Fashion & Music Symposium- Callas Behavior: Fashion and the Making of a Diva

Callas Behavior: Fashion and the Making of a Diva

By Tracy Jenkins

Christened “La Divina” by critics for her remarkable voice, Maria Callas personified what is still thought of today as The Diva. She remains, even after her death, one of the most famous opera singers in history. From an unlikely beginning as a plump, myopic girl with a gifted but untrained voice, Maria transformed herself into a svelte, commanding star whose professional triumphs are attested to by critically-acclaimed performances at the most renowned opera houses in the world. She captured the attention of fans and critics with her remarkable voice, acting ability, and appearance, and in the latter half of her career, highly-publicized–and largely manufactured–scandals. She was continually in the news, and the photographs accompanying these stories brought her image to a wider public and contributed to her reputation as a tempestuous and glamorous woman of enormous talent with a temper to match.

Fashion helped to define Callas as a Diva. After a dramatic weight loss in 1953, her confidence and her career skyrocketed. She wore camera-ready clothing in keeping with a star’s persona: exquisitely tailored dresses and suits, evening gowns, sumptuous furs, and sparkling jewelry. With her fashionably small waist and well-defined facial features, she embodied the ideals of 1950s glamour. Yves Saint Laurent called her the “diva of divas, empress, queen, goddess, sorceress, hard-working magician, in short, divine.”[1] Today, fashion keeps her image alive through recordings played on the runway, homages in collections by Galliano and Dolce and Gabbana, and our very ideas about what defines a Diva.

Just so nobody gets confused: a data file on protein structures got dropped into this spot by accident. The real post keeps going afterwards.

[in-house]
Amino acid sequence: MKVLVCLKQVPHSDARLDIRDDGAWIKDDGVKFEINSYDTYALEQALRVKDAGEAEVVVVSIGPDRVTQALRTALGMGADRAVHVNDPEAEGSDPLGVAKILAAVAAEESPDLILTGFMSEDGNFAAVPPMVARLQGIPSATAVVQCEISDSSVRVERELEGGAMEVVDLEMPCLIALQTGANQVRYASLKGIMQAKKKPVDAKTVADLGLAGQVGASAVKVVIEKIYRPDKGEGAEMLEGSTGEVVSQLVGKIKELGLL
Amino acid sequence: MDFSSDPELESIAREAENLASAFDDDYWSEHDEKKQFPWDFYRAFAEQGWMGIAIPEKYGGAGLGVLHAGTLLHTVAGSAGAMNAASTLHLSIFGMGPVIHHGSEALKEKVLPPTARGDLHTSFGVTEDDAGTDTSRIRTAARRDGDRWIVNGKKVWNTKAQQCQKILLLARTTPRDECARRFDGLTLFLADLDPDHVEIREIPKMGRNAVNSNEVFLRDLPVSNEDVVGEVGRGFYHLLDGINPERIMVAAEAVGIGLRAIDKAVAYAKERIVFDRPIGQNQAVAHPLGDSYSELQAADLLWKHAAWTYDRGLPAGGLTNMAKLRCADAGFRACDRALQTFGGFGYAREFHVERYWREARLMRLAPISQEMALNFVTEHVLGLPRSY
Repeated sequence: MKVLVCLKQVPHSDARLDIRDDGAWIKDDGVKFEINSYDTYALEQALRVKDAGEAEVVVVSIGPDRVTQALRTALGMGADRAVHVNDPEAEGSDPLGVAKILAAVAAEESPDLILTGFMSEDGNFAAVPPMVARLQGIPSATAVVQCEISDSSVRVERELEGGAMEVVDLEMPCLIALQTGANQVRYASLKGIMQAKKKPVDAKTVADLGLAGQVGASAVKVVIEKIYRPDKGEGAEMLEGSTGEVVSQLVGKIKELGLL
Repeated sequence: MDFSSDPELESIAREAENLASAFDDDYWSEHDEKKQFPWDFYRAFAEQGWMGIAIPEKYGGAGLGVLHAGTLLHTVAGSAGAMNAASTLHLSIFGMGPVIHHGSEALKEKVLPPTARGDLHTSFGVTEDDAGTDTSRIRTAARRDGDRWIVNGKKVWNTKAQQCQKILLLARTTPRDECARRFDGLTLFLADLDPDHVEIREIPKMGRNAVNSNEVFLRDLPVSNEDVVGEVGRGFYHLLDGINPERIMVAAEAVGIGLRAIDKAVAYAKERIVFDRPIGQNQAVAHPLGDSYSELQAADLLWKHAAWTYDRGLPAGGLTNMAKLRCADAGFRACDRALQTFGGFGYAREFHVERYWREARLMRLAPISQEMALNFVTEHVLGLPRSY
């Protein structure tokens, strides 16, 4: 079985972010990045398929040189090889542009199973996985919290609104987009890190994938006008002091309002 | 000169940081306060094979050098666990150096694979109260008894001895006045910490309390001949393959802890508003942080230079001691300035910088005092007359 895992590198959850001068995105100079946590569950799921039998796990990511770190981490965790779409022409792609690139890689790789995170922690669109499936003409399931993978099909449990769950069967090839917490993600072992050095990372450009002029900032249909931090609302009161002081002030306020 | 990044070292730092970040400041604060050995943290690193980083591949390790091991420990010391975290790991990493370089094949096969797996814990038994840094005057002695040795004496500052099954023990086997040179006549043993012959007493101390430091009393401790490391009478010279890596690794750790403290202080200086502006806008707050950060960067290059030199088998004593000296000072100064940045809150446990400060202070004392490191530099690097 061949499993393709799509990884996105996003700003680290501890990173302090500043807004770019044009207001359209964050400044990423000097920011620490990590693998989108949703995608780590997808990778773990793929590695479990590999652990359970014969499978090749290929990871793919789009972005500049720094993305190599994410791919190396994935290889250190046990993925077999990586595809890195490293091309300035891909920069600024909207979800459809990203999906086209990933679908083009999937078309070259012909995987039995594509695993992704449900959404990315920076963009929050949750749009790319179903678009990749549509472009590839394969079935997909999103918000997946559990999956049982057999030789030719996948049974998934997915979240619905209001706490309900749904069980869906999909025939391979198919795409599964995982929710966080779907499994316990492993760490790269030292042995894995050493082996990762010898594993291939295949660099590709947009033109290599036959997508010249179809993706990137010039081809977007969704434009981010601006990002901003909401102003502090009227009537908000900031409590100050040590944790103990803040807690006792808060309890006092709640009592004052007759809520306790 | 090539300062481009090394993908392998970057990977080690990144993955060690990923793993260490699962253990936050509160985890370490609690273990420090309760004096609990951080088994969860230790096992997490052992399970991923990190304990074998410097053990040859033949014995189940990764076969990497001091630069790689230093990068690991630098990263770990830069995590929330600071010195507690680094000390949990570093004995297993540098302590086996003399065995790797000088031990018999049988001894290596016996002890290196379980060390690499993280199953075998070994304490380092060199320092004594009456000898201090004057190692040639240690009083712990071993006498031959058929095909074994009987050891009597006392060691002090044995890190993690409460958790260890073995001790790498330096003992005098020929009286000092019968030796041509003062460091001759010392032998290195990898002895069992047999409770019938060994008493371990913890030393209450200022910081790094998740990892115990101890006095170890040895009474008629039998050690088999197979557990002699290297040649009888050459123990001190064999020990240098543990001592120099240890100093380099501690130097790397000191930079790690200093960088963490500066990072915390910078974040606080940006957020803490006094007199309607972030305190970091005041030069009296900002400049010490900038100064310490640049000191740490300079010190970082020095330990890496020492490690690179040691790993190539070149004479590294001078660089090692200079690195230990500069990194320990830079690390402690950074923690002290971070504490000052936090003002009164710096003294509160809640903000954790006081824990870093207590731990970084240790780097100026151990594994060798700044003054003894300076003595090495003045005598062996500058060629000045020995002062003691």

Maria Callas, 1957

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[1] David A. Lowe (ed.), Callas: As They Saw Her (New York: The Ungar Publishing Company, 1986),
p. 183.

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3 Responses to Fashion & Music Symposium- Callas Behavior: Fashion and the Making of a Diva

  1. Pingback: Tomorrow: Fashion & Music Symposium at FIT | ON PINS AND NEEDLES

  2. Pingback: Then & Now | ON PINS AND NEEDLES

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